News in Brief: Bomb Attacks in Pakistan and Iraq Shake the Region, and More ...

Friday, 09 July 2010 11:51 By Yana Kunichoff, t r u t h o u t | News in Brief | name.

A suicide bomber attack has killed 65 people and wounded over 100 in a volatile Pashtun region of northwest Pakistan, reported Reuters. The attack was thought to be targeting a meeting of tribal elders who had come to the office of a senior government official - hundreds of people were gathered at the time, including children who were casualties of the attack. In recent weeks, security forces have stepped up attacks on Taliban militants in the area, which borders Afghanistan. Earlier in the week, the Pakistani government announced its intention to hold a national conference to map out a plan to combat terrorism.

In Baghdad, a suicide bomber has blown up a car at an Army checkpoint, killing at least five people. Three soldiers were among those killed in the attack in western Baghdad's mainly Sunni province, which was once an insurgent stronghold, reported the BBC. This comes three days after a suicide attack on a Shia pilgrimage in Baghdad killed almost 60 people, and the capital saw five bombings on Thursday. In its latest report, the United Nations said 4,068 civilians were killed in violence in 2009 in Iraq, and 15,935 injured, according to information provided by Iraq's Ministry of Human Rights.


A federal appeals court has rejected an attempt by the Obama administration to reinstate as six-month ban on deepwater oil drilling in the Gulf of Mexico. The ban, which was imposed in May, was struck down last month by a US District Judge with extensive financial ties to the energy industry, reported Democracy Now!. The US Court of Appeals for the Fifth Circuit in New Orleans refused to stay the decision of the lower court, and the Interior Department is expected to revise the ban to address issues raised by the courts.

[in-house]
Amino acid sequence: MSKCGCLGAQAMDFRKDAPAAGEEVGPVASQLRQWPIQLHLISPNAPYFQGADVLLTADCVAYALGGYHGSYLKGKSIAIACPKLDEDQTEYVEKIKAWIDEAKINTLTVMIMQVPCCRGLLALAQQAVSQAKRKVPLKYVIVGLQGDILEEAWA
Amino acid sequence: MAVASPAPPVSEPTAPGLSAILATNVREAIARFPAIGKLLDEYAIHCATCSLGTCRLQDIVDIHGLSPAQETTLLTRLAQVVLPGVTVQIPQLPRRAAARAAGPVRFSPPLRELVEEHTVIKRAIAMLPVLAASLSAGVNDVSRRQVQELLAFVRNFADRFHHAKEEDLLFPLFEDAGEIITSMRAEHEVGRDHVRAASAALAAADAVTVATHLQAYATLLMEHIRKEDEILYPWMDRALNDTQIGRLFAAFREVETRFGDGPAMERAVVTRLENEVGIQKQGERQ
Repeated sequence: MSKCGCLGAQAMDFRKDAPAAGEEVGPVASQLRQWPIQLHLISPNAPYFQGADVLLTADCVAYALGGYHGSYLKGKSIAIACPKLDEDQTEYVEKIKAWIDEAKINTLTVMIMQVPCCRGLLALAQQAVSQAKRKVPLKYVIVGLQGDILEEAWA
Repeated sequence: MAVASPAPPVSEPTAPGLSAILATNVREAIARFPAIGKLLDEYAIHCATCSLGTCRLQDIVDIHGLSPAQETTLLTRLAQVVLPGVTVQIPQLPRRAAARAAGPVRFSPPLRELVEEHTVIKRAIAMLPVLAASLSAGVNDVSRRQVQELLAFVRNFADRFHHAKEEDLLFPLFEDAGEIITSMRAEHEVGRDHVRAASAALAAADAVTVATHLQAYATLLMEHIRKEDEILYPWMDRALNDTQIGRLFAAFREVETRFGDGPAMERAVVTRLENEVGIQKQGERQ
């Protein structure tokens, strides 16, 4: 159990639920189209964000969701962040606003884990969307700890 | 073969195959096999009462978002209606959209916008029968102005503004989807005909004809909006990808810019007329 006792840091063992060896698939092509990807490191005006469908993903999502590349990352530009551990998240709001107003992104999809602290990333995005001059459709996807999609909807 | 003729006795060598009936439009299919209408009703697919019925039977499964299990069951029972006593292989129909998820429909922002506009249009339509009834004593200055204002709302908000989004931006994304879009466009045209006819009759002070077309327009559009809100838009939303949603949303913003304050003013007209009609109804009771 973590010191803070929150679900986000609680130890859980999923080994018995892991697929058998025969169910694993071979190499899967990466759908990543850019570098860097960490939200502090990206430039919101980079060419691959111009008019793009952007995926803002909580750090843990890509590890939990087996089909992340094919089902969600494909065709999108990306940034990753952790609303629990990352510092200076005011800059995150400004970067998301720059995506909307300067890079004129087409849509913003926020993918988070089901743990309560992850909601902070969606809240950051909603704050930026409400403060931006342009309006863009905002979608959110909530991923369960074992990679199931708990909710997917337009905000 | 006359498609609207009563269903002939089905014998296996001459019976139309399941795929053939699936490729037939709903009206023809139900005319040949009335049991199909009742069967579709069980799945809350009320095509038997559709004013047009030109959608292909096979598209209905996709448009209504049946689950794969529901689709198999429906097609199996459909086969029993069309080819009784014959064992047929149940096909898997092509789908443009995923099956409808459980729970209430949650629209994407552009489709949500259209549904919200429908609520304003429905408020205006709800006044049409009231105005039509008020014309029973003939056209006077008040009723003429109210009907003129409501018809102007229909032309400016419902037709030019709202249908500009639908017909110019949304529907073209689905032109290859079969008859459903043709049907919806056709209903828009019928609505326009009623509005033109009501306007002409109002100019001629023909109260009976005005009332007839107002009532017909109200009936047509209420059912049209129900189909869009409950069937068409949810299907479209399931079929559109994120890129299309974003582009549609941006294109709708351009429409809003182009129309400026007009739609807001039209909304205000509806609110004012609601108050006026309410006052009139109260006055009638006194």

A federal judge in Boston has ruled a key element of the same-sex marriage ban unconstitutional, reported The Los Angeles Times. In two Massachusetts cases, the judge found that the Defense of Marriage Act violates states' rights to define marriage and the Equal Protection Clause.


The rich have stopped paying their mortgages at rates that greatly exceed the rest of the population, according to an investigation by The New York Times. Based on data compiled by a real estate analytics firm, more than one in seven homeowners with loans in excess of a million dollars are "seriously delinquent." Homeowners with more modest housing, however, were found to be more likely to keep writing checks to their lender - roughly one in 12 mortgages valued below the million-dollar mark is delinquent. An economist with CoreLogic, the analytics firm, said this suggests many well-off people are purposely dumping their financially weak properties. “The rich are different: they are more ruthless,” said Sam Khater, CoreLogic’s senior economist.


Russia and the United States have arranged a spy swap, with four American spies expelled by Russia to land in Britain and ten Russian agents on their way home, reported The Guardian UK. The spy swap was one of the biggest and least secret since the end of the cold war, and according to the Russian foreign ministry was being "carried out in the context of improved Russian-American relations". The ten Russians had pleaded guilty to conspiracy and were sentenced to time they had already served.


Chinese authorities have renewed Google's license to operate a web site, reported Reuters, stopping a potential shutdown of Google's search page in the world's biggest Internet market. Last week, Google said it would no longer automatically reroute users to its uncensored Hong Kong-based search page because Beijing said it would not renew its Internet Content Provider license if it continued to do so. If China had shut down Google's China web page, it would have been a blow to other businesses in the region.

Yana Kunichoff

Yana Kunichoff is an assistant editor at Truthout.

Last modified on Friday, 09 July 2010 11:51